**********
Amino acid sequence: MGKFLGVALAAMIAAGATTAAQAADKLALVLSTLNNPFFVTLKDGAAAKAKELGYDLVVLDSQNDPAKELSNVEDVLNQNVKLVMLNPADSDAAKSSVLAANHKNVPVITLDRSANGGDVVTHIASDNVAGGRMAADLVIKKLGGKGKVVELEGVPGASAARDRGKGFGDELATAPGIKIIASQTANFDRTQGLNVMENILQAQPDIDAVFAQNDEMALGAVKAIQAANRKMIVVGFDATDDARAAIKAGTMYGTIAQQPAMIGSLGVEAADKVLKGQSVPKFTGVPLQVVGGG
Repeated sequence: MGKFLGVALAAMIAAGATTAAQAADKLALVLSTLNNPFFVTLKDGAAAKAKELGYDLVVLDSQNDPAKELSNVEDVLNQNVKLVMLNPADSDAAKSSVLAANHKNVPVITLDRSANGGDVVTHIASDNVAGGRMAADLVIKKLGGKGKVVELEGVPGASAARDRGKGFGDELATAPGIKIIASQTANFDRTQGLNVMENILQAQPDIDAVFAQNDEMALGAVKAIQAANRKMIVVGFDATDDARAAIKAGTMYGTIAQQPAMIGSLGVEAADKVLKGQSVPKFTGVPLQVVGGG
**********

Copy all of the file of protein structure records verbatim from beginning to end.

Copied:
Amino acid sequence: MGKFLGVALAAMIAAGATTAAQAADKLALVLSTLNNPFFVTLKDGAAAKAKELGYDLVVLDSQNDPAKELSNVEDVLNQNVKLVMLNPADSDAAKSSVLAANHKNVPVITLDRSANGGDVVTHIASDNVAGGRMAADLVIKKLGGKGKVVELEGVPGASAARDRGKGFGDELATAPGIKIIASQTANFDRTQGLNVMENILQAQPDIDAVFAQNDEMALGAVKAIQAANRKMIVVGFDATDDARAAIKAGTMYGTIAQQPAMIGSLGVEAADKVLKGQSVPKFTGVPLQVVGGG
Repeated sequence: MGKFLGVALAAMIAAGATTAAQAADKLALVLSTLNNPFFVTLKDGAAAKAKELGYDLVVLDSQNDPAKELSNVEDVLNQNVKLVMLNPADSDAAKSSVLAANHKNVPVITLDRSANGGDVVTHIASDNVAGGRMAADLVIKKLGGKGKVVELEGVPGASAARDRGKGFGDELATAPGIKIIASQTANFDRTQGLNVMENILQAQPDIDAVFAQNDEMALGAVKAIQAANRKMIVVGFDATDDARAAIKAGTMYGTIAQQPAMIGSLGVEAADKVLKGQSVPKFTGVPLQVVGGG